Testing Time

Human life brings a series of tests. Consciously or unconsciously, whether we like it or not, each one of us is constantly being "tried out." The tiny toddler is urged by encouraging words to test his skill in a few unsteady steps, while through childhood and student days there is the test of every-day recitations and examinations. In more mature life, even when apparently free from supervision, every hour's work is the test of character and purpose. Character and purpose supply the deepest and highest disclosures of human life.

To every one there come times when the testing is severe, when difficulties of every sort come in a flood. Troubles which would be sufficient strain if they came separately, double in gravity, as we think, when several come at the same time, and each fresh element of discord complicates the others. These are the testing times of which Paul spoke, when he said, "Every man's work shall be made manifest: for the day shall declare it, because it shall be revealed by fire; and the fire shall try every man's work of what sort it is." So common is this experience, that it has given rise to these well-known sayings: "It never rains but it pours," and "Troubles never come singly."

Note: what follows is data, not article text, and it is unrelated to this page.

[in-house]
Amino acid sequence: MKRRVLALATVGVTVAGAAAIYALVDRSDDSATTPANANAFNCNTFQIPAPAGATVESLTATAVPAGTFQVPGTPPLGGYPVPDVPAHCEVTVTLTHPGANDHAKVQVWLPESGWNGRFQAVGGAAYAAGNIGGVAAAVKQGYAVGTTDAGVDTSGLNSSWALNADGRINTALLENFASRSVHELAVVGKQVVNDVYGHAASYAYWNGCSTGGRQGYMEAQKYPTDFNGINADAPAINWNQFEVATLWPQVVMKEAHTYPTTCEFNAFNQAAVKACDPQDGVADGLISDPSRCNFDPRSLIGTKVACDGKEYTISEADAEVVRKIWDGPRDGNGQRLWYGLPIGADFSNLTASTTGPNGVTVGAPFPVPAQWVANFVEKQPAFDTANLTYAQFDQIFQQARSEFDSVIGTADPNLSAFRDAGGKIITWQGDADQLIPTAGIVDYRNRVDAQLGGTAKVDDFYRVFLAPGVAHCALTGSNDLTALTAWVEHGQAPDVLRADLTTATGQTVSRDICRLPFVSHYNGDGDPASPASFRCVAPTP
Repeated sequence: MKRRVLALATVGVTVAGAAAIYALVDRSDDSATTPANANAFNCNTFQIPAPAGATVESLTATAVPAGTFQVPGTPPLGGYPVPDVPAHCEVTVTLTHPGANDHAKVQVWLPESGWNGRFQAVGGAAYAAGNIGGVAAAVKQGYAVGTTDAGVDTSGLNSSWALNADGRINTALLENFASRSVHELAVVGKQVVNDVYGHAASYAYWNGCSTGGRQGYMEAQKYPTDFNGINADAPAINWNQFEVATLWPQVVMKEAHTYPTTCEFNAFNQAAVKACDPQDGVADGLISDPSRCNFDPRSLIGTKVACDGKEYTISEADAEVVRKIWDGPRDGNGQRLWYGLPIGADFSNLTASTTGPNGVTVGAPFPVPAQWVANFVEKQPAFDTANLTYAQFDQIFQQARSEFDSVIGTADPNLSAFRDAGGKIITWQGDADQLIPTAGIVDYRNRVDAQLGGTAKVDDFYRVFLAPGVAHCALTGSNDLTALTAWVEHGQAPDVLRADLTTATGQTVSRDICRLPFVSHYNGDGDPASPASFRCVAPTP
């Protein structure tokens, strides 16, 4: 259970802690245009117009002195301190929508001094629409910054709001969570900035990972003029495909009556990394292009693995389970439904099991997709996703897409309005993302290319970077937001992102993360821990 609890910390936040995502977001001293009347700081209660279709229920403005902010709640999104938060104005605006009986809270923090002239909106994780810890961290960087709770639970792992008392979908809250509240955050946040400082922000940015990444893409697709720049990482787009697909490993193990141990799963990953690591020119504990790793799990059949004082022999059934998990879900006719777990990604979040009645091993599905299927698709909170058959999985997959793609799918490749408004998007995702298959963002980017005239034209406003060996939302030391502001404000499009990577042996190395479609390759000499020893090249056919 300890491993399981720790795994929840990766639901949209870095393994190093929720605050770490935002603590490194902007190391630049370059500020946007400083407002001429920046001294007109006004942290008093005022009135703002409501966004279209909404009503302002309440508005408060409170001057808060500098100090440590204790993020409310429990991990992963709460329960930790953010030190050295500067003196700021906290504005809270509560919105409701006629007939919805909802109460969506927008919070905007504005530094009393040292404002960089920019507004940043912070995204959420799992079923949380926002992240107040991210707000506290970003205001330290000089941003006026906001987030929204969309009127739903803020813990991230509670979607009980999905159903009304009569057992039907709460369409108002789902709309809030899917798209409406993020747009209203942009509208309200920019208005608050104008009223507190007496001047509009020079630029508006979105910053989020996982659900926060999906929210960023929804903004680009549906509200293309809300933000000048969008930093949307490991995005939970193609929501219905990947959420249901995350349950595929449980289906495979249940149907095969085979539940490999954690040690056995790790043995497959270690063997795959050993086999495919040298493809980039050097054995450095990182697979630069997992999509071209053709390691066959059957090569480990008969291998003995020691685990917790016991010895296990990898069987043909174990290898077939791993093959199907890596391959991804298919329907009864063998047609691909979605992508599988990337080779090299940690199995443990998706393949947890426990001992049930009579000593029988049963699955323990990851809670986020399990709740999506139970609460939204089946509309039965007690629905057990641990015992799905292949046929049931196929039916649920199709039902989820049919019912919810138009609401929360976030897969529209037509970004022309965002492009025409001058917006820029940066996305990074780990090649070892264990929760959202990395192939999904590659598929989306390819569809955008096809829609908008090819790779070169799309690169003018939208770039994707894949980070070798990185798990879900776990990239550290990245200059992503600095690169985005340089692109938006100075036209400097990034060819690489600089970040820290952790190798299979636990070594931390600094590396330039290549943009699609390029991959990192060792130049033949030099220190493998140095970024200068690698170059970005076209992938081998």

Every sincere Christian Scientist may have the experience, therefore, of having to meet and overcome many evils, financial, physical, and mental, which pour down upon him from every quarter. And to those who meet this high tide of difficulties in a scientific way, there is deep meaning in the story of the flood, that "the waters increased, and bare up the ark, and it was lift up above the earth. And the waters prevailed, and were increased greatly upon the earth; and the ark went upon the face of the waters."

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Prevention, or Cure?
April 11, 1914

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